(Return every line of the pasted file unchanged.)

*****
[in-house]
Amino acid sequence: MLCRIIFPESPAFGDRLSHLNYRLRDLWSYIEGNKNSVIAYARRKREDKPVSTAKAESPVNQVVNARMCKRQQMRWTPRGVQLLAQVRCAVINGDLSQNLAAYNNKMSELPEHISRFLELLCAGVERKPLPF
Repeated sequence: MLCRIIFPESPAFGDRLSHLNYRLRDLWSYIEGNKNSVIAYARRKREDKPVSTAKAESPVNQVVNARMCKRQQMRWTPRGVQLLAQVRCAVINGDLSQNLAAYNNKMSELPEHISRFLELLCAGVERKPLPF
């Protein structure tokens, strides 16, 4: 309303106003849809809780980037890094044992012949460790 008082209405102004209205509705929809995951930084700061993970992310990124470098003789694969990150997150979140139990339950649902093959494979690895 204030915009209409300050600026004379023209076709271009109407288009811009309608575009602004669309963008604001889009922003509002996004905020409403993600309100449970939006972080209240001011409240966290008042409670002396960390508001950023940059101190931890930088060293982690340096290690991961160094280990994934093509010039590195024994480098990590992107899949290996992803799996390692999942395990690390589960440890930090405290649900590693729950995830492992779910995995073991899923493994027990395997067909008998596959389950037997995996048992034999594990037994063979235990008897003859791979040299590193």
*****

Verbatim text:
[in-house]
Amino acid sequence: MLCRIIFPESPAFGDRLSHLNYRLRDLWSYIEGNKNSVIAYARRKREDKPVSTAKAESPVNQVVNARMCKRQQMRWTPRGVQLLAQVRCAVINGDLSQNLAAYNNKMSELPEHISRFLELLCAGVERKPLPF
Repeated sequence: MLCRIIFPESPAFGDRLSHLNYRLRDLWSYIEGNKNSVIAYARRKREDKPVSTAKAESPVNQVVNARMCKRQQMRWTPRGVQLLAQVRCAVINGDLSQNLAAYNNKMSELPEHISRFLELLCAGVERKPLPF
């Protein structure tokens, strides 16, 4: 309303106003849809809780980037890094044992012949460790 008082209405102004209205509705929809995951930084700061993970992310990124470098003789694969990150997150979140139990339950649902093959494979690895 204030915009209409300050600026004379023209076709271009109407288009811009309608575009602004669309963008604001889009922003509002996004905020409403993600309100449970939006972080209240001011409240966290008042409670002396960390508001950023940059101190931890930088060293982690340096290690991961160094280990994934093509010039590195024994480098990590992107899949290996992803799996390692999942395990690390589960440890930090405290649900590693729950995830492992779910995995073991899923493994027990395997067909008998596959389950037997995996048992034999594990037994063979235990008897003859791979040299590193």